‘Yakiniku Dragon’ is a joy juggling too many parts

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‘Yakiniku Dragon’ is a joy juggling too many parts

Sometimes, letting someone go is the hardest thing to do.

The boisterous Japanese-Korean family that populates writer-director Chong Wishing’s latest film, “Yakiniku Dragon,” which premiered on Thursday as the opening film of the Jeonju International Film Festival in North Jeolla, are a case in point. They weep over deaths, struggle to hold onto unfaithful spouses and turn farewells into pitched battles over who can wring the most emotion out of the moment.

In a tumbledown village on the outskirts of Osaka, the family runs a tripe restaurant. Constant reminders of Japan’s post-war economic boom zoom in from overhead as planes land at the nearby Kansai airport, but patriarch Ryukichi (Kim Sang-ho) and his clan don’t see much of the world outside the tin roofs and dirt roads of their neighborhood.

It’s a time and people that Chong, a third-generation Japanese-Korean himself, explored before in “Blood and Bones” (2004), which he wrote. The only practical difference in the settings is the earlier film’s use of fishcakes instead of grilled innards as the eatery’s specialty.

“Blood and Bones” served up a taut examination of hatred, honing in on the way a single character can weaken and demean those around him. It was a shocking, compact bruiser of a film, and its focused approach made it memorable.

In “Yakiniku Dragon,” Chong seems to have trouble saying goodbye to the fruits of his own creativity. The antics of its ensemble are lively and their dialogue is a joy, but it’s wasted on a poorly-paced story that’s juggling too many moving parts.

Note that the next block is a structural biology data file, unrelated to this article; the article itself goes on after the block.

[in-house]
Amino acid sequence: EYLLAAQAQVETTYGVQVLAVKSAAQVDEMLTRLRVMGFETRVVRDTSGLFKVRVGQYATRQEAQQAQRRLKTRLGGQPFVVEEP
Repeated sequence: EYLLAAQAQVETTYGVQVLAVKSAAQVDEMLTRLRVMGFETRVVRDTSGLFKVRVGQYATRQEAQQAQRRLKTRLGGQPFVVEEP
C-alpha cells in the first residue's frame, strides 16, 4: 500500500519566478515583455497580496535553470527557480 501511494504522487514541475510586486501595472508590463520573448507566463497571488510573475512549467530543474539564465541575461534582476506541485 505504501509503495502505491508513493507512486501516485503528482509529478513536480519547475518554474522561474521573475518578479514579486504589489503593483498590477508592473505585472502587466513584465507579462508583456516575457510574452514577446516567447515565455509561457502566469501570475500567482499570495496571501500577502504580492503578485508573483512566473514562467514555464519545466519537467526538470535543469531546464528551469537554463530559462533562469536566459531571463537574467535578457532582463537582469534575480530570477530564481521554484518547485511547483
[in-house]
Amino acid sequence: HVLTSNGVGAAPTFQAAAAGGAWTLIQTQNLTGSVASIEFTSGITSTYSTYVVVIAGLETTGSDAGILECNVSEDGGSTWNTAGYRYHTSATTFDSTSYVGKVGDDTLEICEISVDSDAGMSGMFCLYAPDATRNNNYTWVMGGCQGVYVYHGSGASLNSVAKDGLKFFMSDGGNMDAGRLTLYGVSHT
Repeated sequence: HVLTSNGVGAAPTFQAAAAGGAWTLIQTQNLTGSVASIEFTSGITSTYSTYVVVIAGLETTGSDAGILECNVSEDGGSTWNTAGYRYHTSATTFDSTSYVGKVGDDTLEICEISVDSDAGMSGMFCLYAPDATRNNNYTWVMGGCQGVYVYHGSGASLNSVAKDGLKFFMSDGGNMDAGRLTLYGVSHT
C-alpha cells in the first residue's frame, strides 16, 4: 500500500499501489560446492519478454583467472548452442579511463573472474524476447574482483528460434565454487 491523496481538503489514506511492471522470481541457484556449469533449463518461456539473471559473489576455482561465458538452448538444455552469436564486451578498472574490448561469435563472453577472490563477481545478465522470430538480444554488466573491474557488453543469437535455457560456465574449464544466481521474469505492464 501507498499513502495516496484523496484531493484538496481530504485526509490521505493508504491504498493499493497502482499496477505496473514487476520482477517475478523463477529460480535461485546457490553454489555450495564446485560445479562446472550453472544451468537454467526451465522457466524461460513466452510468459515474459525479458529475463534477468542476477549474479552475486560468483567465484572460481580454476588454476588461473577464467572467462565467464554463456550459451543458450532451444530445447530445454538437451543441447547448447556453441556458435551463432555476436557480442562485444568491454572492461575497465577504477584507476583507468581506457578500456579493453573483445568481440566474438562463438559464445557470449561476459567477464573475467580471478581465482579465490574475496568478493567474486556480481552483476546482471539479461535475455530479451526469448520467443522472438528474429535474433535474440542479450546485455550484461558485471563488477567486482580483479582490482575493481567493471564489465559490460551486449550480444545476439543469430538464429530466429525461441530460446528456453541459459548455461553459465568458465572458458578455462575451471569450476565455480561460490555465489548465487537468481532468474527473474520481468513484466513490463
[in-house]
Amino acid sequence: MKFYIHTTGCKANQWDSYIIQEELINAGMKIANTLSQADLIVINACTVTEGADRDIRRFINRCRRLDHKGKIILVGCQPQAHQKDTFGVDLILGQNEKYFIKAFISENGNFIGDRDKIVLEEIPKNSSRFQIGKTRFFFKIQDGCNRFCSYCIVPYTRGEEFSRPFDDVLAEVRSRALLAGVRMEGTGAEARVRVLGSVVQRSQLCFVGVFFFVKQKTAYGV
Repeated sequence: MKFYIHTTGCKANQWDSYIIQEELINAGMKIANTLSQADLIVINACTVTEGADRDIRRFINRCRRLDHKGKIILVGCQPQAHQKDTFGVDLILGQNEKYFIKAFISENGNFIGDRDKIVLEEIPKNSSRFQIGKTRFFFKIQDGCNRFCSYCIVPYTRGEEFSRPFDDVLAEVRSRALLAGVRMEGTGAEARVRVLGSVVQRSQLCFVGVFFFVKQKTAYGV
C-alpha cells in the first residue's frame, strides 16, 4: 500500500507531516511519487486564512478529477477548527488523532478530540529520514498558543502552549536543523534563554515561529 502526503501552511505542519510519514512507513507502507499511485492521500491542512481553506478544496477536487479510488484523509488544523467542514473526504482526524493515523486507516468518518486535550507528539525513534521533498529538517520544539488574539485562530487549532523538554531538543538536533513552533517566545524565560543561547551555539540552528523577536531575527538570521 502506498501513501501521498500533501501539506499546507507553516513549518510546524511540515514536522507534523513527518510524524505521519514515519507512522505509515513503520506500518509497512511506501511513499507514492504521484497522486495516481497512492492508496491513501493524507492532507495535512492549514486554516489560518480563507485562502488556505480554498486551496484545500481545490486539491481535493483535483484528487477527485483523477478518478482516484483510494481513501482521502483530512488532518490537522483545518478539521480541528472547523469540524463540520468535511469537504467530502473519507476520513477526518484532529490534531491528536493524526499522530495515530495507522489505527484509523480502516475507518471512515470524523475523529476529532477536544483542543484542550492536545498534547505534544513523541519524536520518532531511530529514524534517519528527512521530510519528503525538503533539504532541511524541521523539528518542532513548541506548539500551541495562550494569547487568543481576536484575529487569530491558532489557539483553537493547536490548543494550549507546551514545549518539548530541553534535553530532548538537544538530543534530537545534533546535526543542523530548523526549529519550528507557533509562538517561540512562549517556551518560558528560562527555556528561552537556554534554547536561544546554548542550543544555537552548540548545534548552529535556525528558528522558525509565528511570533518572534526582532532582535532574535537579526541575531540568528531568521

Far too many of the film’s numerous subplots take place in a vacuum with the camera swinging back - days, months, who knows - to a family that seems otherwise unchanged.

It’s a drag to determine whether daughter Mika’s (Nanami Sakuraba) love affair, son Tokio’s (Ooe Shinpei) problems with bullies or their father’s missing arm are important as Chong drops storylines and picks them up again at random.

The longer “Yakiniku Dragon” goes on, the less context a viewer can expect. In one scene, a couple flirts for the first time, and the next time the two appear, they’re engaged. A major character suddenly commits suicide, seemingly as a means to inject sadness into all the playful quarreling.

The sparkling humor of “Yakiniku Dragon” saves it from being a slog, but its many individual stories would have been better served if they were each their own short film. As inconsistent as it is, though, Chong’s latest is worth checking out - just expect some frustrations along the way.

BY JAMES CONSTANT [jamesconstant1@gmail.com]
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